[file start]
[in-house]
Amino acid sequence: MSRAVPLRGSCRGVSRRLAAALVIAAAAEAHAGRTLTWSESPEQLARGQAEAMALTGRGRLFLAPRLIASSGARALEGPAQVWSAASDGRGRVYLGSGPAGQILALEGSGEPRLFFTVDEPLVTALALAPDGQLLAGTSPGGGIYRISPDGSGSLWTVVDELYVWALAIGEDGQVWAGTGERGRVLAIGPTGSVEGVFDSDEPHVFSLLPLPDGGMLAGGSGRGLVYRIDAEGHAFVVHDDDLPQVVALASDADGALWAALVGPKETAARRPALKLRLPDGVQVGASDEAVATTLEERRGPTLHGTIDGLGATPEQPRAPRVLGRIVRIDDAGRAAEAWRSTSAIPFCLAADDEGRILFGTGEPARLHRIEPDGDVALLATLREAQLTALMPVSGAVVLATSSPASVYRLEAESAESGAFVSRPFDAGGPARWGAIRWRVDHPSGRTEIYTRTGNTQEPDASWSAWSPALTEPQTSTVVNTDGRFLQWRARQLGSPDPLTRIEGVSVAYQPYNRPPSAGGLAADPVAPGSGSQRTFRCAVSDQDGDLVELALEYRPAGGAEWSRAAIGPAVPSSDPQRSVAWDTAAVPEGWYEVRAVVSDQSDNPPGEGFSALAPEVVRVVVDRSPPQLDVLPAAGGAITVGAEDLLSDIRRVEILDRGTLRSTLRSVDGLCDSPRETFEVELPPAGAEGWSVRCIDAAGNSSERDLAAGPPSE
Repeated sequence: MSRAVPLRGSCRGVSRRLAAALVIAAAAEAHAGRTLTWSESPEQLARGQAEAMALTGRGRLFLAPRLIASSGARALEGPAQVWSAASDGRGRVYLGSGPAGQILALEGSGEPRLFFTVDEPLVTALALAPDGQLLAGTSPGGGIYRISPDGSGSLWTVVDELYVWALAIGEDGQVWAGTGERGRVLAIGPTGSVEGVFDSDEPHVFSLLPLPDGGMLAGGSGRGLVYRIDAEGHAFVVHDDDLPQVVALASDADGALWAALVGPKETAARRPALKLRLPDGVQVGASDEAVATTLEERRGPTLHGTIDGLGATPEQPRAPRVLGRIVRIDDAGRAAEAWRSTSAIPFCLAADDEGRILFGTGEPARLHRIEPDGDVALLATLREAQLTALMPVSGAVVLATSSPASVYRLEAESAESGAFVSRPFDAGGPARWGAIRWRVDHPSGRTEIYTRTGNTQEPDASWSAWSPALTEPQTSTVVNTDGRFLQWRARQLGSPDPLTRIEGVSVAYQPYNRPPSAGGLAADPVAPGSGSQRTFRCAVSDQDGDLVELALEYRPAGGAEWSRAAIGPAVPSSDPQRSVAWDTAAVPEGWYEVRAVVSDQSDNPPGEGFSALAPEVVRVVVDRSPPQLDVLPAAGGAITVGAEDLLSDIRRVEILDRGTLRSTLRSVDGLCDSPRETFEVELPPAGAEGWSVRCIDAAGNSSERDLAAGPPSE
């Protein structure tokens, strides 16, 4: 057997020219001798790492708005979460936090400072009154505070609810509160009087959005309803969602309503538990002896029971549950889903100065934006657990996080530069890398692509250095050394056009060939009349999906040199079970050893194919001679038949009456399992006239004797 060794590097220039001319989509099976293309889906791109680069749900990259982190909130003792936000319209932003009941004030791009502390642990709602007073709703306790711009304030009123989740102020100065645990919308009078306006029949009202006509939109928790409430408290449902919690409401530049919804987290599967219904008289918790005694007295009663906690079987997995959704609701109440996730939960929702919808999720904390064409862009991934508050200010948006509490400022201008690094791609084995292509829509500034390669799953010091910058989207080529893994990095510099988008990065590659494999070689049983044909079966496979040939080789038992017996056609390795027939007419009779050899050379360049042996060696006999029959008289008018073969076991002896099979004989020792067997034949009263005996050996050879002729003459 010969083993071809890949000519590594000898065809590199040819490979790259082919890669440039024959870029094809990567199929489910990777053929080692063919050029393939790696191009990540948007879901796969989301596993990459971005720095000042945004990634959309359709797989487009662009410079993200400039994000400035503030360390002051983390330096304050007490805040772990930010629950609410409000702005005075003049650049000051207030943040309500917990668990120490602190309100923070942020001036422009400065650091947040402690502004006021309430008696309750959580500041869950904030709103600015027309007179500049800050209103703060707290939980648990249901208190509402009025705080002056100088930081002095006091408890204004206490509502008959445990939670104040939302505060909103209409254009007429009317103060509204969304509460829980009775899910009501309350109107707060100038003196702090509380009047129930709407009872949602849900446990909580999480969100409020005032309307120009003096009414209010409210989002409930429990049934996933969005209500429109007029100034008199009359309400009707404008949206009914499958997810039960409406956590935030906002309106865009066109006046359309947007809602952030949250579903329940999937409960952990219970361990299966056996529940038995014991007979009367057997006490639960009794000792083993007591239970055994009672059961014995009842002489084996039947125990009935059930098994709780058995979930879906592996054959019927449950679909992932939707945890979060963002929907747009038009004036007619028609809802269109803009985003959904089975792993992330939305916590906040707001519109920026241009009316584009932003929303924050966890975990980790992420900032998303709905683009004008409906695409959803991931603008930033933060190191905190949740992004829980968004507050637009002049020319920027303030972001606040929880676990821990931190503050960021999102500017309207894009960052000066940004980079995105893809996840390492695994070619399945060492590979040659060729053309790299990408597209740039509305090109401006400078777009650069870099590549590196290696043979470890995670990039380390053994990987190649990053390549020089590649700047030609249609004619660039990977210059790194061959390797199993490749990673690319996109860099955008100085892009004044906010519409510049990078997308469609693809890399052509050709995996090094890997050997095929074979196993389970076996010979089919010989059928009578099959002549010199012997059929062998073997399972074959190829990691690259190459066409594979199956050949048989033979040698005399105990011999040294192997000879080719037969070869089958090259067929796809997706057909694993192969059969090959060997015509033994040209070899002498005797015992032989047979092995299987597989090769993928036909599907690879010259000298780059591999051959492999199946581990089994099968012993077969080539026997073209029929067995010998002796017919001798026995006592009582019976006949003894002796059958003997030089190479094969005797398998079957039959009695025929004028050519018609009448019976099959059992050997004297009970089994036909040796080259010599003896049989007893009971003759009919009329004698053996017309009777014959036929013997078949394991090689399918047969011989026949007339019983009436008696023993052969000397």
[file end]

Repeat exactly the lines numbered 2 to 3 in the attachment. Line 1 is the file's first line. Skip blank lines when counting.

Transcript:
Amino acid sequence: MSRAVPLRGSCRGVSRRLAAALVIAAAAEAHAGRTLTWSESPEQLARGQAEAMALTGRGRLFLAPRLIASSGARALEGPAQVWSAASDGRGRVYLGSGPAGQILALEGSGEPRLFFTVDEPLVTALALAPDGQLLAGTSPGGGIYRISPDGSGSLWTVVDELYVWALAIGEDGQVWAGTGERGRVLAIGPTGSVEGVFDSDEPHVFSLLPLPDGGMLAGGSGRGLVYRIDAEGHAFVVHDDDLPQVVALASDADGALWAALVGPKETAARRPALKLRLPDGVQVGASDEAVATTLEERRGPTLHGTIDGLGATPEQPRAPRVLGRIVRIDDAGRAAEAWRSTSAIPFCLAADDEGRILFGTGEPARLHRIEPDGDVALLATLREAQLTALMPVSGAVVLATSSPASVYRLEAESAESGAFVSRPFDAGGPARWGAIRWRVDHPSGRTEIYTRTGNTQEPDASWSAWSPALTEPQTSTVVNTDGRFLQWRARQLGSPDPLTRIEGVSVAYQPYNRPPSAGGLAADPVAPGSGSQRTFRCAVSDQDGDLVELALEYRPAGGAEWSRAAIGPAVPSSDPQRSVAWDTAAVPEGWYEVRAVVSDQSDNPPGEGFSALAPEVVRVVVDRSPPQLDVLPAAGGAITVGAEDLLSDIRRVEILDRGTLRSTLRSVDGLCDSPRETFEVELPPAGAEGWSVRCIDAAGNSSERDLAAGPPSE
Repeated sequence: MSRAVPLRGSCRGVSRRLAAALVIAAAAEAHAGRTLTWSESPEQLARGQAEAMALTGRGRLFLAPRLIASSGARALEGPAQVWSAASDGRGRVYLGSGPAGQILALEGSGEPRLFFTVDEPLVTALALAPDGQLLAGTSPGGGIYRISPDGSGSLWTVVDELYVWALAIGEDGQVWAGTGERGRVLAIGPTGSVEGVFDSDEPHVFSLLPLPDGGMLAGGSGRGLVYRIDAEGHAFVVHDDDLPQVVALASDADGALWAALVGPKETAARRPALKLRLPDGVQVGASDEAVATTLEERRGPTLHGTIDGLGATPEQPRAPRVLGRIVRIDDAGRAAEAWRSTSAIPFCLAADDEGRILFGTGEPARLHRIEPDGDVALLATLREAQLTALMPVSGAVVLATSSPASVYRLEAESAESGAFVSRPFDAGGPARWGAIRWRVDHPSGRTEIYTRTGNTQEPDASWSAWSPALTEPQTSTVVNTDGRFLQWRARQLGSPDPLTRIEGVSVAYQPYNRPPSAGGLAADPVAPGSGSQRTFRCAVSDQDGDLVELALEYRPAGGAEWSRAAIGPAVPSSDPQRSVAWDTAAVPEGWYEVRAVVSDQSDNPPGEGFSALAPEVVRVVVDRSPPQLDVLPAAGGAITVGAEDLLSDIRRVEILDRGTLRSTLRSVDGLCDSPRETFEVELPPAGAEGWSVRCIDAAGNSSERDLAAGPPSE